What Jews Can Learn from John Locke

Few thinkers have had so great an influence on the American Constitution and regime as the British philosopher John Locke (1632–1704). Among his most prominent works is A Letter Concerning Toleration, which makes one of the earliest and most important arguments for religious freedom. Rafi Eis explores what Jews and the Jewish state can learn from this document:

John Locke’s A Letter Concerning Toleration (1689) . . . argues for a kind of separation between church and state based on the idea “that the whole jurisdiction of the magistrate reaches only to these civil concernments, . . . and that it neither can nor ought in any manner to be extended to the salvation of souls.”

Every few months, the Jewish world and Jewish state is roiled by another religion-state conflict. These disagreements invariably revolve around the autonomy desired by various individuals and communities versus the standards and enforcement powers of the Orthodox rabbinate empowered by the state of Israel. . . . These conflicts would benefit from a reading of Locke’s A Letter Concerning Toleration.

Locke’s contention that “nobody is born a member of any church” does not reflect a Jewish understanding of religion. Judaism is more than a set of beliefs. We are born as Jews with obligations. While individuals may choose otherwise, that choice is not recognized as halakhically valid. These differences are critical in understanding the tension between individual freedom and national identity today. Israel needs religious toleration, but it must have different underlying principles than those of Locke. As we celebrate the blessing that is Jewish power in a modern nation-state may we also embrace the challenges that such power generates.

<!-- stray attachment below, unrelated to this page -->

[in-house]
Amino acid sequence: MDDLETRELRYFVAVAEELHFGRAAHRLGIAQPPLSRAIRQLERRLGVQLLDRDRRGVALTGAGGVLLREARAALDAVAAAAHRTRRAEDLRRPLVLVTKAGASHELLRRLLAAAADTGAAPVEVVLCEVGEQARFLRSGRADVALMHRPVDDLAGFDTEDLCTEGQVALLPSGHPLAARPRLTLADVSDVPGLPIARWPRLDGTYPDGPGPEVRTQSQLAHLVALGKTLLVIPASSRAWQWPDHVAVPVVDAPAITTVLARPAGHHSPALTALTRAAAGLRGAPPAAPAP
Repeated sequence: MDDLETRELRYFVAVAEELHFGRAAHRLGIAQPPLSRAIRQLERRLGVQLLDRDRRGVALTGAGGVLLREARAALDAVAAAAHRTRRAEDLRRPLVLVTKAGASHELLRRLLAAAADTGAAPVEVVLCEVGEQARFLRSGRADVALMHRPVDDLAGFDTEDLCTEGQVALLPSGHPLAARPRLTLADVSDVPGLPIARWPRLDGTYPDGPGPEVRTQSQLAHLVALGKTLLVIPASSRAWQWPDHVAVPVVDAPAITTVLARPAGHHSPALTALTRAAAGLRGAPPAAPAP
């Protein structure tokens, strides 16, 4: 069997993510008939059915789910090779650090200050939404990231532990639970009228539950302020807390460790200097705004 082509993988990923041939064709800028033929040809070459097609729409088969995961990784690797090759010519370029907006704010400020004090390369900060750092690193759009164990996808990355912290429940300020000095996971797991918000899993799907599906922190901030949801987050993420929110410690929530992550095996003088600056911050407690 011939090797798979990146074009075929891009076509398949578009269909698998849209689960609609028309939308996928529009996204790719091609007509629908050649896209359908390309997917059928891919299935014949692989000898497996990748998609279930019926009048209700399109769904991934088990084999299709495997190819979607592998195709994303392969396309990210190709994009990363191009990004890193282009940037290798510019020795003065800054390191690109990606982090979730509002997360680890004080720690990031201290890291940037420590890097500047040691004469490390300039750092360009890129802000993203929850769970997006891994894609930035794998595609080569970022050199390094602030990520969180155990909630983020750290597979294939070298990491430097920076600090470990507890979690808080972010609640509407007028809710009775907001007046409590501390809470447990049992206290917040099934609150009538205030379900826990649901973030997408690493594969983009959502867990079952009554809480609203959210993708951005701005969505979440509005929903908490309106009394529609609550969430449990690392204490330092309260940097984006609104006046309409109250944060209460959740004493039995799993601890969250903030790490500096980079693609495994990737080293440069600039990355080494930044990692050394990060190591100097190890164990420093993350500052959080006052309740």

Read more at Tradition

More about: Freedom of Religion, John Locke, Judaism in Israel, Tolerance


Israel Is Courting Saudi Arabia by Confronting Iran

Most likely, it was the Israeli Air Force that attacked eastern Syria Monday night, apparently destroying a convoy carrying Iranian weapons. Yoav Limor comments:

Israel reportedly carried out 32 attacks in Syria in 2022, and since early 2023 it has already struck 25 times in the country—at the very least. . . . The Iranian-Israeli clash stands out in the wake of the dramatic events in the region, chiefly among them is the effort to strike a normalization deal between Israel and Saudi Arabia, and later on with various other Muslim-Sunni states. Iran is trying to torpedo this process and has even publicly warned Saudi Arabia not to “gamble on a losing horse” because Israel’s demise is near. Riyadh is unlikely to heed that demand, for its own reasons.

Despite the thaw in relations between the kingdom and the Islamic Republic—including the exchange of ambassadors—the Saudis remain very suspicious of the Iranians. A strategic manifestation of that is that Riyadh is trying to forge a defense pact with the U.S.; a tactical manifestation took place this week when Saudi soccer players refused to play a match in Iran because of a bust of the former Revolutionary Guard commander Qassem Suleimani, [a master terrorist whose militias have wreaked havoc throughout the Middle East, including within Saudi borders].

Of course, Israel is trying to bring Saudi Arabia into its orbit and to create a strong common front against Iran. The attack in Syria is ostensibly unrelated to the normalization process and is meant to prevent the terrorists on Israel’s northern border from laying their hands on sophisticated arms, but it nevertheless serves as a clear reminder for Riyadh that it must not scale back its fight against the constant danger posed by Iran.

Read more at Israel Hayom

More about: Iran, Israeli Security, Saudi Arabia, Syria